The Tonto Apache celebration of their 34th anniversary of tribal recognition will be capped by a fireworks program at 9 p.m. tonight, Friday.
The display, open to the public, is only part of the two-day event designed for tribal members to reconnect with their heritage and community.
Most of the programs are for tribal members only and employees of the Mazatzal Casino, according to Farrell Thompson, marketing director for the casino.
More than two months of work went into the celebration and its culturally significant programs. Among these are an art contest, fry bread contest, traditional dress contest and a social dance.
There will also be a private ceremony with crown dancers at Flowing Springs for members of the tribe.
Food and fun are part of the event as well, with a basketball shootout, cowboy golf, horseshoe tournament, go-cart race and archery contest.
Tribal members gathered at the Mazatzal Casino bingo hall last night for a banquet, and had a breakfast buffet there this morning. They will have a barbecue this evening.
The celebration marks the anniversary of federal recognition of the Tonto Apache as a sovereign nation.
A determined, multi-generational group of leaders of the Tonto Apache struggled for many years to obtain the recognition and be awarded land for a reservation. It took the Tonto Apache people nearly 10 years of work with the federal government to earn status as a sovereign people.
Honoring those leaders and their efforts is another important aspect of the 34th annual Tonto Apache Tribal Recognition Days.
The late Melton Campbell --known by family, friends and the community as simply "Chief" Campbell, a nickname given him in childhood -- spearheaded the campaign for federal recognition of the Tonto Apache people as a tribe, according to his nephew Nathaniel Campbell in a story published in the Roundup in 2003.
One of the things that had to be in place for the federal recognition was a constitution, which "Chief" Campbell helped draft.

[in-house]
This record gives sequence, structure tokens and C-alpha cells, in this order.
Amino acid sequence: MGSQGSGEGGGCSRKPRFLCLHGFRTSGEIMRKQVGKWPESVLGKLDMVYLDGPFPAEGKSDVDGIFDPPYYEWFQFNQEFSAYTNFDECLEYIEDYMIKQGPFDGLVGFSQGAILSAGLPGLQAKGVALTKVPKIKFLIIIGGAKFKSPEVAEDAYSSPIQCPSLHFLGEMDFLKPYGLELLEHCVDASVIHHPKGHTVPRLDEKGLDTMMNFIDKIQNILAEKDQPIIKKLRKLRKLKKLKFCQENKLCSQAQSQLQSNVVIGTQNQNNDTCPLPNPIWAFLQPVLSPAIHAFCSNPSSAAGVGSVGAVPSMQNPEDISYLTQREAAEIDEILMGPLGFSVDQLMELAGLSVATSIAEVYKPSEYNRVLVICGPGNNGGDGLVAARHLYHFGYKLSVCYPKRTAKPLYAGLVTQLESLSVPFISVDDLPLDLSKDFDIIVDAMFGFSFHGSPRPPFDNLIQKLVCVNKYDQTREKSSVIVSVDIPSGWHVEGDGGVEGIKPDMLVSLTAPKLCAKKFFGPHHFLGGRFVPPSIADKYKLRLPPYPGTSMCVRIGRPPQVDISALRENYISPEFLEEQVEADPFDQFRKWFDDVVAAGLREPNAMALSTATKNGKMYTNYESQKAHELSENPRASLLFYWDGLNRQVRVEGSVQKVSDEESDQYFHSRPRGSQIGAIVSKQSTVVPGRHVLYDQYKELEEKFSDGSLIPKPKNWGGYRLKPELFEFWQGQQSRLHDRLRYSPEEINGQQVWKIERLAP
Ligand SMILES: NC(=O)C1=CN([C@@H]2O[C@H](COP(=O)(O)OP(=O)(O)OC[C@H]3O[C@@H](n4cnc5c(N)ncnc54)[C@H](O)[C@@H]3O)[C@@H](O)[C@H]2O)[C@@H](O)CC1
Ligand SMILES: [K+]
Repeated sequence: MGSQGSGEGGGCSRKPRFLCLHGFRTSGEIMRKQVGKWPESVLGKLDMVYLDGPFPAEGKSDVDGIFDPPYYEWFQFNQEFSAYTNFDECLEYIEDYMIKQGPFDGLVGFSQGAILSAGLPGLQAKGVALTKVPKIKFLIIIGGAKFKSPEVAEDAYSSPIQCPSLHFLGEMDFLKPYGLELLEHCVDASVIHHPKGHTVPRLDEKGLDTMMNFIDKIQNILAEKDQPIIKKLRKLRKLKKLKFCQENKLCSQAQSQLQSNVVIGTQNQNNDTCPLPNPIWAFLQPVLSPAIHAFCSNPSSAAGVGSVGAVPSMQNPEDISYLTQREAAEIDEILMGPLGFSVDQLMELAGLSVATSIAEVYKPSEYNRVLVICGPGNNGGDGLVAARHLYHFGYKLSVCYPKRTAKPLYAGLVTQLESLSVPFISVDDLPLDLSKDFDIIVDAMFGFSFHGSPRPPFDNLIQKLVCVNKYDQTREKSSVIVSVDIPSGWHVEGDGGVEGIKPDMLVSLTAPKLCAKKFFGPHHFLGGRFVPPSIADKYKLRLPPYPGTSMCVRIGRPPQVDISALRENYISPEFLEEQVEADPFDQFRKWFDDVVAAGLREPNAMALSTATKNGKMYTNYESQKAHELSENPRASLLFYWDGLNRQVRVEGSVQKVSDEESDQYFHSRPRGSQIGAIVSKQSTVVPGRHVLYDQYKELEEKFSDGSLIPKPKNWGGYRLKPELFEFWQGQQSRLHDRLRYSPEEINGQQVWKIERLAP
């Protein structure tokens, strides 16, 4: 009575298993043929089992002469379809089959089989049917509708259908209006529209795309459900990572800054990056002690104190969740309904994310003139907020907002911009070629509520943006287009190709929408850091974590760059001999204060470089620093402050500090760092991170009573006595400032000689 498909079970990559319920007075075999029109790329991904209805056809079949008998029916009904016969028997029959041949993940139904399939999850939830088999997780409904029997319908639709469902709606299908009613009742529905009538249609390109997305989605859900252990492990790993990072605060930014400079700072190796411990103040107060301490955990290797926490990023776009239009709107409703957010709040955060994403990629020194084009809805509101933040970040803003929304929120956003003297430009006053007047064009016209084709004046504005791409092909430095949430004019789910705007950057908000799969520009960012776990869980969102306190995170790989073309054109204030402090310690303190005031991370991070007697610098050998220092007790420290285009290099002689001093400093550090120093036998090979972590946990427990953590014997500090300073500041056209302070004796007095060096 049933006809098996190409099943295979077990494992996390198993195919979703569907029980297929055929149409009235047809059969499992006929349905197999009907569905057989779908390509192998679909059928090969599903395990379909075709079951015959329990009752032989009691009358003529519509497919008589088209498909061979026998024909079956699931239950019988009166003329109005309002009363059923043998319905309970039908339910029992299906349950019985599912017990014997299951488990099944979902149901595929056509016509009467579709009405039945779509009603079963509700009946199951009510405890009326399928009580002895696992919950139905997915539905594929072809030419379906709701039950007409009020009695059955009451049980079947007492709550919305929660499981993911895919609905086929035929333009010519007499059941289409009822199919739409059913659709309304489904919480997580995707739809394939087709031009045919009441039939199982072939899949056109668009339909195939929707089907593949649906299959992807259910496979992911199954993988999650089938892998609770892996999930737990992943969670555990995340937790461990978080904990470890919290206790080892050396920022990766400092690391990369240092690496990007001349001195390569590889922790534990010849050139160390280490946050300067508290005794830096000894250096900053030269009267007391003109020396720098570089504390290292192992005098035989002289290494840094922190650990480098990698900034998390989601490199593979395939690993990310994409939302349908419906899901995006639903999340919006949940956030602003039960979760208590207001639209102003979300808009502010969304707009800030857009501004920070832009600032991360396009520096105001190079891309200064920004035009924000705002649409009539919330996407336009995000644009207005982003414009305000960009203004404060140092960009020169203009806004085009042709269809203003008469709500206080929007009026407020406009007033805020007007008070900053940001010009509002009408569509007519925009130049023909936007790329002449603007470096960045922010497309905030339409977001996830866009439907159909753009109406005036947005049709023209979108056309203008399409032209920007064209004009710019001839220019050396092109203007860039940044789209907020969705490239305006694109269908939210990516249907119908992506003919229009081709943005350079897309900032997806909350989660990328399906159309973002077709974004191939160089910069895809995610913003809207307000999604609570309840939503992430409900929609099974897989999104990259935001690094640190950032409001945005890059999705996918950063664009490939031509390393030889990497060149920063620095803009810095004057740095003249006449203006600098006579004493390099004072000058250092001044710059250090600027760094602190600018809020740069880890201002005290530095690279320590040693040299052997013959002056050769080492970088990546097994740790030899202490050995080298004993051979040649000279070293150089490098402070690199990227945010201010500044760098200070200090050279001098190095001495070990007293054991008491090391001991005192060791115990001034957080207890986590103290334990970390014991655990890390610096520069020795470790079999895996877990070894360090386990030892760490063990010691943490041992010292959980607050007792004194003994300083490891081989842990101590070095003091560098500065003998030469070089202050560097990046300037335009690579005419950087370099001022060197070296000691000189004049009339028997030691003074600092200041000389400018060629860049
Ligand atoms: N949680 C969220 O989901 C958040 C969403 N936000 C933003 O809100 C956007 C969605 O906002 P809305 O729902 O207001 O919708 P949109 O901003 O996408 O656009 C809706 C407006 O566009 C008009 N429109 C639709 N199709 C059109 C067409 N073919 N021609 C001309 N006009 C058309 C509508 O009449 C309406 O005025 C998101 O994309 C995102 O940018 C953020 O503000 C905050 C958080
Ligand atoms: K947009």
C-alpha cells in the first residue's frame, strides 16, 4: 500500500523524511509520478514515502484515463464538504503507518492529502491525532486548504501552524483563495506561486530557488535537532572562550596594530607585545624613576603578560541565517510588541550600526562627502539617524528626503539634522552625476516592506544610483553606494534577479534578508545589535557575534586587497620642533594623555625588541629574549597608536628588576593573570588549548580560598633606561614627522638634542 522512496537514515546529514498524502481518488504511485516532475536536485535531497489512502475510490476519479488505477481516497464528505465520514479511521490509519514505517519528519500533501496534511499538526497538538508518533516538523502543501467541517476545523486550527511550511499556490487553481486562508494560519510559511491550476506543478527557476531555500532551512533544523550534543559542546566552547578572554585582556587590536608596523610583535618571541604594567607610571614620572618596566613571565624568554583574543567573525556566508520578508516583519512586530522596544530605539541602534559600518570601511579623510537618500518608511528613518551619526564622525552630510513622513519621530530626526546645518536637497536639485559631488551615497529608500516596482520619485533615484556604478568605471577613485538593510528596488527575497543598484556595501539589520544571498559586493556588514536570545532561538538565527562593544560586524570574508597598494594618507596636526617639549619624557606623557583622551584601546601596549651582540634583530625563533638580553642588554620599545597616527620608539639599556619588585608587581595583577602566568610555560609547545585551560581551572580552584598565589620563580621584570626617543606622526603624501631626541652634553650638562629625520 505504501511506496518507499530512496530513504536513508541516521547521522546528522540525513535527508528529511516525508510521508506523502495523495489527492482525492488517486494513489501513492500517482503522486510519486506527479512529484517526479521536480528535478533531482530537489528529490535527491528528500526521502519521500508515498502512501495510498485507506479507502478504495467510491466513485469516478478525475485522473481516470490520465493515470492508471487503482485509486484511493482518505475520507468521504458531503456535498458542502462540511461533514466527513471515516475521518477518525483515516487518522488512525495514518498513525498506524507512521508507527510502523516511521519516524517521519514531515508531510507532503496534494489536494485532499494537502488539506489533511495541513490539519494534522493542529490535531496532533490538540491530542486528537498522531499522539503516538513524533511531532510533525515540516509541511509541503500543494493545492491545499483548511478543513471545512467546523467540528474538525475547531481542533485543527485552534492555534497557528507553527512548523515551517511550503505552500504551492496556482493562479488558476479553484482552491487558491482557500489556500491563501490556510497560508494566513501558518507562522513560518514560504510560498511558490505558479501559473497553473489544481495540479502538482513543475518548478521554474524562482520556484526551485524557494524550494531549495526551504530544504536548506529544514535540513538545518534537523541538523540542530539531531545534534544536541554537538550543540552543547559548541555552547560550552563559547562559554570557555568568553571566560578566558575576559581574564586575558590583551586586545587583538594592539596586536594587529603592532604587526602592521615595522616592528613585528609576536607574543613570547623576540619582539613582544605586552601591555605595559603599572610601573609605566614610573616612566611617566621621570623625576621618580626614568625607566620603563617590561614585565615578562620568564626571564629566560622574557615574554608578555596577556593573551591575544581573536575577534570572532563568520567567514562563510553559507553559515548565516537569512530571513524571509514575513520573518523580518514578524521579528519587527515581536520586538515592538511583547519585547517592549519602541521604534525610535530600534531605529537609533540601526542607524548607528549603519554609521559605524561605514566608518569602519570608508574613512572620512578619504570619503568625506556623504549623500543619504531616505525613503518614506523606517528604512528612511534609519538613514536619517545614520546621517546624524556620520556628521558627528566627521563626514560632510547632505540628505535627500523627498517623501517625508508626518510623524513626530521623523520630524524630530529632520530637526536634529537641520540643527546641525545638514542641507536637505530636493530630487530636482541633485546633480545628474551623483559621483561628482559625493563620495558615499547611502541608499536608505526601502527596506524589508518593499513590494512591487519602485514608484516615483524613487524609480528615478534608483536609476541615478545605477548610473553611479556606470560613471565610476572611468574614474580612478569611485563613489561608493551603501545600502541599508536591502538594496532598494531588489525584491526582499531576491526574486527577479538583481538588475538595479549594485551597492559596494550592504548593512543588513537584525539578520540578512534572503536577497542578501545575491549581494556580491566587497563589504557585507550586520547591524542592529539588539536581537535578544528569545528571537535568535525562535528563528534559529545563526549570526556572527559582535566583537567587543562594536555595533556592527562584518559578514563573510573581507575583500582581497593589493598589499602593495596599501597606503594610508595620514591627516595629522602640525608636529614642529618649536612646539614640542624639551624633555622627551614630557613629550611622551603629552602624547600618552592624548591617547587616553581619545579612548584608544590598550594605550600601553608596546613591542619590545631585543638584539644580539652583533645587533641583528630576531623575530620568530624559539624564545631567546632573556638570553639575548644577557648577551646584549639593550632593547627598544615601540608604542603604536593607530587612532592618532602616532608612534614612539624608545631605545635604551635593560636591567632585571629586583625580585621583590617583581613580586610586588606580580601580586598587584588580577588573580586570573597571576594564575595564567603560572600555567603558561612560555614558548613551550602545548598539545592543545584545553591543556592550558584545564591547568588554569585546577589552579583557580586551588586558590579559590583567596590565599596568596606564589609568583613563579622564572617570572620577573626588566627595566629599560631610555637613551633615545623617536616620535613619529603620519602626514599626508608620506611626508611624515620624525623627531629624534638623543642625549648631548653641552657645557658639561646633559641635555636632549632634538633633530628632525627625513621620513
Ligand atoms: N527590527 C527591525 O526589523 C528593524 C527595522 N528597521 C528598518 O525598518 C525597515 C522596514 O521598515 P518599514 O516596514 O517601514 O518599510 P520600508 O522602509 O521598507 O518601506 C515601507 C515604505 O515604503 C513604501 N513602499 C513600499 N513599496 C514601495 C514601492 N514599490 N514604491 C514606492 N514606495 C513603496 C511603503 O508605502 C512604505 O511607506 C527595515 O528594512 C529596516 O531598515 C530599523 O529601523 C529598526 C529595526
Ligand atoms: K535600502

Although "Chief" was not a hereditary title, but one of affection, Melton Campbell was elected as the newly recognized tribe's first chairman, his nephew said.
His leadership was recognized by others, Nathaniel said. He was president of the Indian Development District of Arizona and vice president of the Inter Tribal Council of Arizona, which had a 17-tribe membership, and he was also president of the Payson Sheriff's Posse for a time.
The Tonto Apache were an important part of the community long before tribal recognition. They were essential to the operation of the sawmill and quite a few of the ranches in the area.
Since recognition and entering the casino business, the tribe has helped a number of organizations, as well as the towns of Payson and Star Valley, with generous contributions.
The Mazatzal Casino, other tribal businesses and tribal administration and social services have a multimillion dollar impact on the economy of Payson and Rim Country.
Continuing the tradition of generosity, the Mazatzal Casino is the sponsor of the Oct. 28 Rim Country Challenge, a multirace event to raise funds for the Payson Area Habitat for Humanity. And as sponsor, the casino will be awarding culturally significant prizes to winners of the various contests, Thompson said. "It's a way to share the Tonto Apache traditions with the rest of Payson."